View Full Version : Stand By Batteries and Charging
October 20th, 2008, 18:14 PDT
I have a small system consiting of a 1,200 watt inverter connected to 2 x 100amp deep cycle flooded batteries that would be put to use if we were to loose power after a hurricane.
It's been 2 years on stand-by and luckily have not had to use it.
This year when we thought Ike was possibly headed to South Florida I did top-off charge both batteries to be ready just incase. They both took about 4 hours to reach full charge after a year of sitting.
Here is my question:
With these batteries not being used and just sitting and charged only if I may need them, should I at least draw power on them once in a while and recharge or is it better to just let them sit and if I may need them do a charge up as I did for Ike ?
Also how long would these batteries last just sitting, not being used
October 20th, 2008, 18:45 PDT
unless i'm reading this wrongly, i'm afraid that sulphation has taken root in your batteries as they can't be left sitting idle for long of periods of time due to the fact that they drop some of their power over time just sitting. some lead acids can lose as much as 7% each month while some quality agms will lose as little as 1%. they should have a small float charge to keep the batteries from losing their power and allowing sulphation to start. this sulphation will shorten the lifespan of your batteries and the ah capacity as well. i hope it's not as bad as i think it to be, but you did damge them some without a doubt unless your meaning of stanby is with a float charge to them.
October 21st, 2008, 6:45 PDT
Niel is right on as usual. A friend of mine has my old DR2412 and 2 Trojan T105's. I had him disconnect and reconnect the power every two weeks. This forces the inverter to go in to a bulk / absorb / float cycle. He got tired of doing that and so I suggested a Deltran 1.25 amp charger. Once his batteries were full it is more than enough to keep them topped off. The Deltran charger will actually go back in to absorb once a week to make sure the batteries are topped off.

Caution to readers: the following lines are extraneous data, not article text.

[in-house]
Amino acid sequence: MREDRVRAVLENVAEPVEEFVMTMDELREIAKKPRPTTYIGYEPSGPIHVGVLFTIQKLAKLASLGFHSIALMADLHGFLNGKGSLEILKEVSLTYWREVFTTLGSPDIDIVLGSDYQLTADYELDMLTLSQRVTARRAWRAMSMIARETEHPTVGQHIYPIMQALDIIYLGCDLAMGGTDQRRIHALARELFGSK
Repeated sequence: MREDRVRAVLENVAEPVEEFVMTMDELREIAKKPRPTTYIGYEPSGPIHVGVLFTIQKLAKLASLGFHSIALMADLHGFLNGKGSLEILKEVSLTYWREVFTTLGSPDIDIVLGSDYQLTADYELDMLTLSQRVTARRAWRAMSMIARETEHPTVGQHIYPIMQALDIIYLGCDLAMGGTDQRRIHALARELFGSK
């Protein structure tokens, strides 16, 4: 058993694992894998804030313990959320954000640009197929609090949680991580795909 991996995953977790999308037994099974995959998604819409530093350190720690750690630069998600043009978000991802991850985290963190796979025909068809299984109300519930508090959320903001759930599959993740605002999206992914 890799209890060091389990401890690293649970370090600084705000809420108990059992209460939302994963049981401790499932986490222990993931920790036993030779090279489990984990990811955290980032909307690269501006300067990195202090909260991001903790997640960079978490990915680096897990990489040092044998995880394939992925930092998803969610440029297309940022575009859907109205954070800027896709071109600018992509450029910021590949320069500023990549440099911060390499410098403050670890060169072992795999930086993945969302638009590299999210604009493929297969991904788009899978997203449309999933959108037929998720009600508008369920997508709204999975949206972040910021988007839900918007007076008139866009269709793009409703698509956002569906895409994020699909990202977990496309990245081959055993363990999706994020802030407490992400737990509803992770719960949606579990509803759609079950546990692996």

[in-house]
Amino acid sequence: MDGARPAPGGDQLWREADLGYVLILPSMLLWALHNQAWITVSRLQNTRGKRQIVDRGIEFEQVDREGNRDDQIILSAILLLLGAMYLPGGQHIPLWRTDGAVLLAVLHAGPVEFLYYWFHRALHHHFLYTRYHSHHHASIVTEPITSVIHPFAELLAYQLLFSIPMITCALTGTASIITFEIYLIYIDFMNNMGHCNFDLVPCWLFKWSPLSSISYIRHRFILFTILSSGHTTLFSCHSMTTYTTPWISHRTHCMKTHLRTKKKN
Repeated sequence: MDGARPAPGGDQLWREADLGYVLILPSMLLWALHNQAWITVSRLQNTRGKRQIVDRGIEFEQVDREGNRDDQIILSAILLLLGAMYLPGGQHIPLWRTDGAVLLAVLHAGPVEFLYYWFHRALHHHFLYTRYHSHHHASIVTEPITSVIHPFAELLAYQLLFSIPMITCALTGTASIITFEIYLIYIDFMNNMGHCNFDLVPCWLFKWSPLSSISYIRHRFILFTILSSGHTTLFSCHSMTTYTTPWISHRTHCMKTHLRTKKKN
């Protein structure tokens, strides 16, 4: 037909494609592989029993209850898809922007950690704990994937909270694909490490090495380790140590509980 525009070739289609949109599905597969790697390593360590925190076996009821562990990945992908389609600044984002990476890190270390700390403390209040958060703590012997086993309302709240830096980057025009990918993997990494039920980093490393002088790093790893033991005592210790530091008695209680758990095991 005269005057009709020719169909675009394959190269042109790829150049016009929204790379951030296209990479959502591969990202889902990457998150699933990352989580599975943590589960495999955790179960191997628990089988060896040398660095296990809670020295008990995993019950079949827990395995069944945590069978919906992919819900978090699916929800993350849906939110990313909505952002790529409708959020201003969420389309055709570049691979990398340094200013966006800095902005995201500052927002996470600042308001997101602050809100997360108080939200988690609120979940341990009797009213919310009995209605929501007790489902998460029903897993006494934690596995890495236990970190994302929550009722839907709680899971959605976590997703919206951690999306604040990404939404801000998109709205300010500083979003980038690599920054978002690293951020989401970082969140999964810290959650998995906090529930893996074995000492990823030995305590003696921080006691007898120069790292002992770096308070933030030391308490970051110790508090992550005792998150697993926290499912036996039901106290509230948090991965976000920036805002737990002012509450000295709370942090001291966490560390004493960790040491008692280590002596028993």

Bottom line if you let them sit with'out' a trickle charge on them they will be damaged, basically the sulfur sticks to the plates and won't come back off. If they are kept charged this won’t happen and the batteries will be ready to go.
October 21st, 2008, 12:35 PDT
Well this totaly blows the big one........
Guess it's too late to put them on a small solar trickle charger
October 21st, 2008, 12:49 PDT
We have no idea how damaged the batteries might be, maybe just a little, maybe a lot. But putting a solar charger on them will at least prevent it from getting worse. Assuming the solar has some sort of charge control and doesn't over charge the batteries.
October 21st, 2008, 13:53 PDT
i agree with brock as we really don't know the extent the damage may have occured. put the trickle charger on it in the future anyway, but right now do a charge cycle on it. charge it fully or make sure it is and then drain it down to half of its rated ah with a fixed load over some time. let it rest for 3 hours and record the voltage, the load current drain rate, and the time transpired to reach that half way point for us and then give it a full charge again. tell us what the battery make and model is too.
you state they are each 100ah for a total of 200ah. the halfway point would be 100ah drained and a load of 10a for 10hrs or 20a for 5hrs would take it to that point. know that a proper test is to drain it down 100% or 100% dod and that is to get it to the at rest voltage of 10.5v. lower than 10.5v read indicates a loss of capacity. i don't like doing it that way as that could do further damage.
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